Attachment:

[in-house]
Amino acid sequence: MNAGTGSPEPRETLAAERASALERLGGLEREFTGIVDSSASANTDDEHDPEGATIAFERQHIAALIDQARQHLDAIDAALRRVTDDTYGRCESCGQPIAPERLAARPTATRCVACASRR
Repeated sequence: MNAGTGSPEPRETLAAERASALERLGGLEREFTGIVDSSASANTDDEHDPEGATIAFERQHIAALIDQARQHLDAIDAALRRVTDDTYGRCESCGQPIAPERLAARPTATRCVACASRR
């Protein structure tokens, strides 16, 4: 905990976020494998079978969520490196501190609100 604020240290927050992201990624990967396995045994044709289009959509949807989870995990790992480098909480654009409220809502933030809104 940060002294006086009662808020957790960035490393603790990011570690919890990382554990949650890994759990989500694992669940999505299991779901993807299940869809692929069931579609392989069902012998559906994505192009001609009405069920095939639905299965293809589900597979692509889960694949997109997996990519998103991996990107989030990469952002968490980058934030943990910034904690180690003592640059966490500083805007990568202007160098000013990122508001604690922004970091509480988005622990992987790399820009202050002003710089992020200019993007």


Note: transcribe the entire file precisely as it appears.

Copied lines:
[in-house]
Amino acid sequence: MNAGTGSPEPRETLAAERASALERLGGLEREFTGIVDSSASANTDDEHDPEGATIAFERQHIAALIDQARQHLDAIDAALRRVTDDTYGRCESCGQPIAPERLAARPTATRCVACASRR
Repeated sequence: MNAGTGSPEPRETLAAERASALERLGGLEREFTGIVDSSASANTDDEHDPEGATIAFERQHIAALIDQARQHLDAIDAALRRVTDDTYGRCESCGQPIAPERLAARPTATRCVACASRR
């Protein structure tokens, strides 16, 4: 905990976020494998079978969520490196501190609100 604020240290927050992201990624990967396995045994044709289009959509949807989870995990790992480098909480654009409220809502933030809104 940060002294006086009662808020957790960035490393603790990011570690919890990382554990949650890994759990989500694992669940999505299991779901993807299940869809692929069931579609392989069902012998559906994505192009001609009405069920095939639905299965293809589900597979692509889960694949997109997996990519998103991996990107989030990469952002968490980058934030943990910034904690180690003592640059966490500083805007990568202007160098000013990122508001604690922004970091509480988005622990992987790399820009202050002003710089992020200019993007």